Monday, May 08, 2006

Tampa noir?

Is there such a thing as Florida noir fiction?

Well, not exactly, although several popular crime/mystery writers, including fellow former Tampa Tribune reporters Tim Dorsey and Ace Atkins, and the likes of Carl Hiaasen (see below), Randy Wayne White and Elmore Leonard use Florida as a backdrop. Heck, Ernest Hemingway's 1937 novel To Have and Have Not, is set in Key West.

Atkins' latest novel, White Shadow, just published, sounds like a twist of Tampa noir.

Here's how St. Petersburg Times reporter Colette Bancroft describes the set-up in her review: "The year is 1955. A once-powerful gangster lies murdered. Tough cops sweat their suspects, then soothe their nerves at smoky bars. Dangerous women take bloody revenge, and reporters scramble for scraps of truth."

Yep, this is a fictionalized -- but inspired by truth -- account of the life of Tampa mafia honcho Charlie Wall, who ruled Ybor City crime operations in the '20s and '30s and ended his life as the victim of a still-unsolved murder. It's the old-school dark underbelly of our country's Next Great City, an era and milieu also explored recently in Scott M. Deitche's Cigar City Mafia: A Complete History of the Tampa Underworld.

Atkins' novel, his first venture away from his blues-tinted Nick Travers series, sounds intriguing. Here's hoping I find the time to read it. With any luck, I'll get a chance to stop by Ace's book signing on Wednesday night at King Corona Cigars in Ybor -- yes, the heart of the area that serves as the novel's setting.

I wonder if Ace made it back to New Orleans for Jazz Fest. I recall bumping into him at the fest's book tent in 2001. At the time, I was also hanging out with longtime Tampa Trib staffer Mike Dunn, and my musician buddies Lenny Hollister (guitar/mandolin) and Joe Teston (saxophones).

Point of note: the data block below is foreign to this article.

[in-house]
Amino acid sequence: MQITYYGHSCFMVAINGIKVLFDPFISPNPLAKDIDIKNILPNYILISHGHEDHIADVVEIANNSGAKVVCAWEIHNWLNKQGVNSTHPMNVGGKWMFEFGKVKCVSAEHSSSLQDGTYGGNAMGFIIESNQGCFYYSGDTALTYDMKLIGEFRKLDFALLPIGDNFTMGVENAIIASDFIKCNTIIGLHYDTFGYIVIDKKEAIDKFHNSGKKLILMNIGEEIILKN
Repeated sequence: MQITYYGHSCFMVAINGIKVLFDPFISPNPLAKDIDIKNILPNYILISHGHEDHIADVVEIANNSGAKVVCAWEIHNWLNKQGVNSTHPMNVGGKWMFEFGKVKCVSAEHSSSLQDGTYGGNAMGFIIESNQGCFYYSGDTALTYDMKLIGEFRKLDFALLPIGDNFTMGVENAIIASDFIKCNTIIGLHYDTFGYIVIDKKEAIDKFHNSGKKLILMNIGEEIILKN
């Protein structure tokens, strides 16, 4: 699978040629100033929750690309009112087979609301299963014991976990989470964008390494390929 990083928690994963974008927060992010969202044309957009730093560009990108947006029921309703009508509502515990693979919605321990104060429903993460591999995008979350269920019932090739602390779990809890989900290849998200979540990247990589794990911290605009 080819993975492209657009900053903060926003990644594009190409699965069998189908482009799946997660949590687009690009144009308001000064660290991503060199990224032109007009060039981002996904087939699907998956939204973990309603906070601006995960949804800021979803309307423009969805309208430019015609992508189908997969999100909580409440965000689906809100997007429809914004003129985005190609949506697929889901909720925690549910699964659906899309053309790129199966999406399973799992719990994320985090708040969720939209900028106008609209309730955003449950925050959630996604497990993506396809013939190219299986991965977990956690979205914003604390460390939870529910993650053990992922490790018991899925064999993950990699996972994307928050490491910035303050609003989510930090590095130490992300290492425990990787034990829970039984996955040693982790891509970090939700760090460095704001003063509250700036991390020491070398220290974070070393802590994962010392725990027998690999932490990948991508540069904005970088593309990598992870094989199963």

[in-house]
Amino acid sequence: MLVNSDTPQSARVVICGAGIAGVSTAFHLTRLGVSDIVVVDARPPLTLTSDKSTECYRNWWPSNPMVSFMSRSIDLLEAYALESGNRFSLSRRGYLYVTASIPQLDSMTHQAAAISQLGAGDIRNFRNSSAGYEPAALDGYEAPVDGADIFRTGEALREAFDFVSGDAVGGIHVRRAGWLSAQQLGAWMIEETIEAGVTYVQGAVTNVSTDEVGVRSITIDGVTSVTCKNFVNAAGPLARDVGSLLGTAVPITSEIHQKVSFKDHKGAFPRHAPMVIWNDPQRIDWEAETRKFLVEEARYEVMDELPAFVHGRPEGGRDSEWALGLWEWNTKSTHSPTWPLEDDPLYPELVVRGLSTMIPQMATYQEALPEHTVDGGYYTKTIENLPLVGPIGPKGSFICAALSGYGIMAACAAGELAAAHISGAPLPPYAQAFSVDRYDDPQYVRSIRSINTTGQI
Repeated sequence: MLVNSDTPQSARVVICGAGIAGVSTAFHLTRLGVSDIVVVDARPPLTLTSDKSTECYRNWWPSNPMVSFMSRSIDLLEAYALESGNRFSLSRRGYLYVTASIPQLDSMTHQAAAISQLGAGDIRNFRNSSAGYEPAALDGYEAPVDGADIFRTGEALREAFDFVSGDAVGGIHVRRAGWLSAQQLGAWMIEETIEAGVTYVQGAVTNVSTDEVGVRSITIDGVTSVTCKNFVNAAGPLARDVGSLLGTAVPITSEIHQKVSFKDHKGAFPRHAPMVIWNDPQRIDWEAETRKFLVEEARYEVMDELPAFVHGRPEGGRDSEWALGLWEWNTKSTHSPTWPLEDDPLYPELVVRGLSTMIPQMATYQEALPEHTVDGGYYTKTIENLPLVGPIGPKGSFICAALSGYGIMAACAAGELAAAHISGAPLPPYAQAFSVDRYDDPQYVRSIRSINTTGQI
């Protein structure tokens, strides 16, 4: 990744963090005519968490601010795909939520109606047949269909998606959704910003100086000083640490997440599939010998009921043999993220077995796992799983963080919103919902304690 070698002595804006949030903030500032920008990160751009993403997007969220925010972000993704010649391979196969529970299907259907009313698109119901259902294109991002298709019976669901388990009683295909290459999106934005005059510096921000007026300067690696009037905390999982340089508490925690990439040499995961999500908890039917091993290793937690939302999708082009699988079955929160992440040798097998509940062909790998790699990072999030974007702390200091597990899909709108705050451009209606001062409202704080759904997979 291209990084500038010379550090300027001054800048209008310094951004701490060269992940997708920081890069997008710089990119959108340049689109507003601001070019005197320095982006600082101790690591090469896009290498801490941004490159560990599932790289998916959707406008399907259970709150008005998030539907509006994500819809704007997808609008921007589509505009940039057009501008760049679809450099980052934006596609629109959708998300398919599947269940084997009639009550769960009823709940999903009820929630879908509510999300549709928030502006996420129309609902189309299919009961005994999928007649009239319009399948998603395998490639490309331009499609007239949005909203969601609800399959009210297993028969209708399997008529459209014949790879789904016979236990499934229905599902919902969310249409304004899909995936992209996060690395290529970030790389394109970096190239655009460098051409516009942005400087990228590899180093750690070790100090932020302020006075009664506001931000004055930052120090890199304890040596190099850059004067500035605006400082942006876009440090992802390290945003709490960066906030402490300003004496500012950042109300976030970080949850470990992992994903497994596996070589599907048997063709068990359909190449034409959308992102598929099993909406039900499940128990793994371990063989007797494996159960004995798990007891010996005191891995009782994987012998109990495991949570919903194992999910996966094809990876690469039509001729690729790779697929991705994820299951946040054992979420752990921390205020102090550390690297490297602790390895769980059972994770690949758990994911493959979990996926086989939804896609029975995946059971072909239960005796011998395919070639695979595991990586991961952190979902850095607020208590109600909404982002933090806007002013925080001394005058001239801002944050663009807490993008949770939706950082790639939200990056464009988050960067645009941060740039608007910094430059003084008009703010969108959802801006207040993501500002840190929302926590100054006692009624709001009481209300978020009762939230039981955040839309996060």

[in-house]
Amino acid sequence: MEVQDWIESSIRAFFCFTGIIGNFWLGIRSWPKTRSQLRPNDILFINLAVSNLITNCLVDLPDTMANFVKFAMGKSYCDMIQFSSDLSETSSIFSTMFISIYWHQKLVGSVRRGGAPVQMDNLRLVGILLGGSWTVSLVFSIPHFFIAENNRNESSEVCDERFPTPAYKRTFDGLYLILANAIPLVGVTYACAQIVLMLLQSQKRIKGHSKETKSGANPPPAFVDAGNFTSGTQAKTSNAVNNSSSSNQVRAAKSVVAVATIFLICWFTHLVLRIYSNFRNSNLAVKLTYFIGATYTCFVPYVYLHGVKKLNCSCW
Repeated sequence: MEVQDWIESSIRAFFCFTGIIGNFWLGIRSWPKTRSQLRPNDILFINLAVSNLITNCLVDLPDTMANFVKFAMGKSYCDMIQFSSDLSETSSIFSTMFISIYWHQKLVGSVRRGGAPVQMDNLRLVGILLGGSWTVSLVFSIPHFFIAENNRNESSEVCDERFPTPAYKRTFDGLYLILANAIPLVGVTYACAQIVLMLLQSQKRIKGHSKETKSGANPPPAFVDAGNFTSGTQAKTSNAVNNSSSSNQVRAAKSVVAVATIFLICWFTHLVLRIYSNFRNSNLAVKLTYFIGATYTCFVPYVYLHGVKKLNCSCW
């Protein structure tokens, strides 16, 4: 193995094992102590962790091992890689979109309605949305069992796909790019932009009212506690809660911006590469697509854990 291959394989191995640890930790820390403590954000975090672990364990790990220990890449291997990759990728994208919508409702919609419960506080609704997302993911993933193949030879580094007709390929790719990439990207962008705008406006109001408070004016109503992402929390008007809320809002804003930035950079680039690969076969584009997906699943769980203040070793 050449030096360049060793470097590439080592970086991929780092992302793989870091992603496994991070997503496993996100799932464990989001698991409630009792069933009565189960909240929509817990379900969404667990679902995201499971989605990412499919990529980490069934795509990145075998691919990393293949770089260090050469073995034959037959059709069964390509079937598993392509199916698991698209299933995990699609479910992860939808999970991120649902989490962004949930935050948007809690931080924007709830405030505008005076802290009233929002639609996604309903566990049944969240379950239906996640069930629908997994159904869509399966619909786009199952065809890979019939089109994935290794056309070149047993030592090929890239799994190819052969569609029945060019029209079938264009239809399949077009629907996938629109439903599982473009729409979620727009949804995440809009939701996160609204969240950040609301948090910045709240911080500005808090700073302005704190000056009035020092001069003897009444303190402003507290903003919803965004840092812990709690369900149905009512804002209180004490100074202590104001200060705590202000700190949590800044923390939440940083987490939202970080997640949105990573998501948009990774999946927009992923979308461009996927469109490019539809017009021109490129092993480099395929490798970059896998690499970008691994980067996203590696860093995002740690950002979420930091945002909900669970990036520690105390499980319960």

Dorsey's latest, by the way, published on April 1, is The Big Bamboo, another twisted, bloody adventure starring goofball serial killer and Floridiana fanatic Serge Storms and his dimwitted perennially stoned sidekick, Coleman. It's the eighth novel -- how does he do it? -- from the author, who lives a hop and a jump or two away from my house in South Tampa. Of course, I only tend to bump into Tim at book signings and writers conferences; the guy stays on the road, promoting his brand.

Nice to see a couple of Tampa-connected guys notch success in the book-publishing world.


Doc said...

Have you seen the book _Crime Fiction and Film in the Sunshine State: Florida Noir_ by Steve Glassman and Maurice O'Sullivan?

I saw Tim Dorsey at a book signing Sunday afternoon. Seemed like a nice guy. You're right-- he does a good job of "promoting his brand"; he had books, hats, flasks. As Philip Marlowe said in Chandler's _The Big Sleep_, "I don’t like it. [. . .] But what the hell am I to do? [. . .] I’m selling what I have to sell to make a living."

Philip Booth said...

Thanks for the recommendation, and nope, I haven't seen that. I'll have to see if it's available at my local library.

Yeah, Tim is a nice guy, and very down to earth. He told me a long time ago that his plan of attack, in addition to cranking out some great yarns, was to get people ready and willing to go for anything associated with his name.

He makes a point of going around the country to many book signings/readings, shaking hands with fans and also getting to know the booksellers.

It all adds up.